Citi Community Capital tops AFFORDABLE HOUSING FINANCE’s list of affordable housing lenders and is poised to pull away from the pack even further in next year’s rankings.
That’s because at the end of December 2006, Citigroup Corporate and Investment Banking purchased the No. 3 lender on the list, the Affordable Housing Debt business of Capmark Financial Group, Inc. (CAHD).
The newly combined Citi Community Capital realized a boom in business after the acquisition closed in February 2007. Citi projects its final 2007 tally to be about $2.8 billion in affordable housing volume, twice its chart-topping $1.4 billion in 2006.
The acquisition expands Citi’s affordable housing capabilities in two ways. First, CAHD bolstered Citi’s debt origination toolkit by providing Fannie Mae and Freddie Mac multifamily licenses to Citi.
The acquisition also provided Citi with the multifamily tax-exempt bond expertise that CAHD—formerly Newman & Associates—had concentrated on for 28 years. At the time of the sale, CAHD led the industry in the number of tax-exempt multifamily deals financed in 15 of the last 16 years, and closed more than $973 million in such deals in 2006. The acquisition also brought CAHD’s more than $1 billion bond portfolio to Citi.
The agency lending expertise was especially useful in 2007, giving the company another arrow in its quiver as the conduit lending market experienced problems mid-year. “We are bullish on doing tax-exempt conduit deals, but there are times when the agencies are more competitive than conduits,” said Hal Kuykendall, former president of CAHD and now a managing director at Citi. “So, we have all the products a developer needs; whatever it is, we’ve got it.”
Citi plans to further integrate CAHD’s product lines in 2008. Citi now offers financing options from bridge, pre-development, construction, and permanent loans to publicly offered tax-exempt and taxable bonds, with a variety of credit-enhancement structures. The company also offers fixed- and variable-rate private-placement bonds, as well as a “synthetic fixed-rate” bond execution using swaps as the interest-rate hedge.
The company’s geographic reach has broadened through the acquisition as well. Citi Community Capital has focused on Western markets as well as the South, but not as much on the Northeast, where the Pennsylvania-based CAHD was focused.
The company expects debt to be readily available to affordable housing developers in 2008, albeit at a slightly higher price than was available the first half of 2007. The cost of both permanent and construction debt went up, on average, from about 25 to 50 basis points in the all-in mortgage rate from August to December 2007, the company said.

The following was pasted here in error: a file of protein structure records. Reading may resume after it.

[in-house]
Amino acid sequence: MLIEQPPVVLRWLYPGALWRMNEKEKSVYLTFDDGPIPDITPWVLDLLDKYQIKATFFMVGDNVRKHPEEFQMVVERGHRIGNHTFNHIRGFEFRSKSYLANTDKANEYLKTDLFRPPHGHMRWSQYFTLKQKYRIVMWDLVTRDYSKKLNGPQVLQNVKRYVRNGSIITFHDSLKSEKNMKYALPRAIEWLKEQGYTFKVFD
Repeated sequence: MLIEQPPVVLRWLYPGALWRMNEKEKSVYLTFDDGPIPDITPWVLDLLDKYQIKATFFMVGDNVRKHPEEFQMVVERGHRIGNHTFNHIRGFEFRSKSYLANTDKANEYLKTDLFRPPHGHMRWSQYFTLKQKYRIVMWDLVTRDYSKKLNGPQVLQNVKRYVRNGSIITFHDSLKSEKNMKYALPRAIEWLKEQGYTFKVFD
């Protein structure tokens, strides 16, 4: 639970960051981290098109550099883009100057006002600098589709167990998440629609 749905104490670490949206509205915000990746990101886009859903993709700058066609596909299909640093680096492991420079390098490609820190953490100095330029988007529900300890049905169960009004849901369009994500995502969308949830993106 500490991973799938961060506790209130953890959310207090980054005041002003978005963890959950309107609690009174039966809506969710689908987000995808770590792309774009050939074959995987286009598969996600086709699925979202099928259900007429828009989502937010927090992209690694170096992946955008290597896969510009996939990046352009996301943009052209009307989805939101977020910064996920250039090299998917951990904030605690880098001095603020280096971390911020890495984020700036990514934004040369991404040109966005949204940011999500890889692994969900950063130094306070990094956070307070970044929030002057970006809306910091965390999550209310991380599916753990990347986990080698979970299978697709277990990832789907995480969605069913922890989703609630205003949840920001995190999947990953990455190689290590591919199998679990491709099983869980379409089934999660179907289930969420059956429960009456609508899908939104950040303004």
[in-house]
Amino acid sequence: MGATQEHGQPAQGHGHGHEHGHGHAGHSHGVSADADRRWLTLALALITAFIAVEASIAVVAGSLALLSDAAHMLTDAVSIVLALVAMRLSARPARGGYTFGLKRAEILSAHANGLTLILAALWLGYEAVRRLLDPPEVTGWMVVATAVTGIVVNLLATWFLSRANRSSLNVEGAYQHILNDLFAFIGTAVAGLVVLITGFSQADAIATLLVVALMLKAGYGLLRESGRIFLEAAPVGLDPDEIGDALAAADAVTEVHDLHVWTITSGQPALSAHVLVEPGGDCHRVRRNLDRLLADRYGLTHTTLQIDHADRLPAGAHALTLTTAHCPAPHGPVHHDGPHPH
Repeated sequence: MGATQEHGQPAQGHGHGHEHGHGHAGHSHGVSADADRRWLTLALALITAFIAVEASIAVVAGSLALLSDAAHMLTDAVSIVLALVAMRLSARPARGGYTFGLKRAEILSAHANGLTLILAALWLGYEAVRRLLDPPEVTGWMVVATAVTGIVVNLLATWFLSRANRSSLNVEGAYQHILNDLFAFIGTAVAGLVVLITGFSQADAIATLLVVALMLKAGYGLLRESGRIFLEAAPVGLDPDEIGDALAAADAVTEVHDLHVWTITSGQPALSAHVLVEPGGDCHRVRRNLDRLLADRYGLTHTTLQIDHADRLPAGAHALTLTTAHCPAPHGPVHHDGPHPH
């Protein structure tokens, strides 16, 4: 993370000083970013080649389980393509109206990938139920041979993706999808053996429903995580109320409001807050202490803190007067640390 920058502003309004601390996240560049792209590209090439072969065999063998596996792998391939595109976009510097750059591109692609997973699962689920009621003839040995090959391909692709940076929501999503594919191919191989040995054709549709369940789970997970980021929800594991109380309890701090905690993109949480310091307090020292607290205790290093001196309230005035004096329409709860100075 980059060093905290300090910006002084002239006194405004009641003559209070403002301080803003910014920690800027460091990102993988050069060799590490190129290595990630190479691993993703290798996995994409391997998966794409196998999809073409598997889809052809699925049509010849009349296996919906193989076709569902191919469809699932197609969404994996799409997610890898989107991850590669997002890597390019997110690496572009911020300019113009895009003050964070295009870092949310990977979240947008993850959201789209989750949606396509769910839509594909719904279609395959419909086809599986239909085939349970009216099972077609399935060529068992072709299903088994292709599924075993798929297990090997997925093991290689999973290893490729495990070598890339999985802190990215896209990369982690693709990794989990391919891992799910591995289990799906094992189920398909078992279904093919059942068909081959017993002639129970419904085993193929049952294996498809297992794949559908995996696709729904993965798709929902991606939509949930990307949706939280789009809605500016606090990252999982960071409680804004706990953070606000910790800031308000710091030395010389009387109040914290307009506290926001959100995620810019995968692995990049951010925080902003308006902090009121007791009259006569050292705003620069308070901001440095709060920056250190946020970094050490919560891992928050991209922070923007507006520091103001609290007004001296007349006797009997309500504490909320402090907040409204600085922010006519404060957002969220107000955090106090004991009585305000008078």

But those cost increases pale in comparison to the consequences of plummeting low-income housing tax credit (LIHTC) equity prices. Citi is increasingly pessimistic about the LIHTC equity market in 2008. The company expects LIHTC pricing to continue to drop in the first quarter of 2008, translating to fewer affordable housing deals getting done this year.
Citi’s own stable of LIHTC properties grew substantially in the first half of 2007 when it acquired a $676 million LIHTC portfolio from Fannie Mae in March, representing 382 properties and 31,050 rental units. At the time, the transaction sparked fears in the industry that Fannie Mae, the nation’s largest tax credit investor, was lessening its involvement in the market.
The downward trend of LIHTC prices “really became evident in the fourth quarter [of 2007], and that trend just appears to us to keep accelerating,” said Andrew Ditton, a managing director at Citi Community Capital. “I would expect the first and second quarters of 2008 to be very volatile and difficult from a planning perspective for developers.”
The company expects the lack of LIHTC equity available to developers in 2008 to have a trickle-down effect on other areas, such as a corresponding decrease in tax-exempt bond deals in 2008. Therefore, the company will take a conservative approach to 2008 and focus on its core business.
But the company feels that the integration of CAHD’s four business units—government-sponsored enterprise lending, conduit bond finance, bond remarketing, and investment banking/originations—as well as the intellectual capital that CAHD brings, positions it well for 2008.
“The former CAHD has a tremendous history with allocating agencies and others in the industry, and that’s extremely helpful to developers as they are facing what I suspect will be a very choppy year, at least the first half of it,” Ditton said.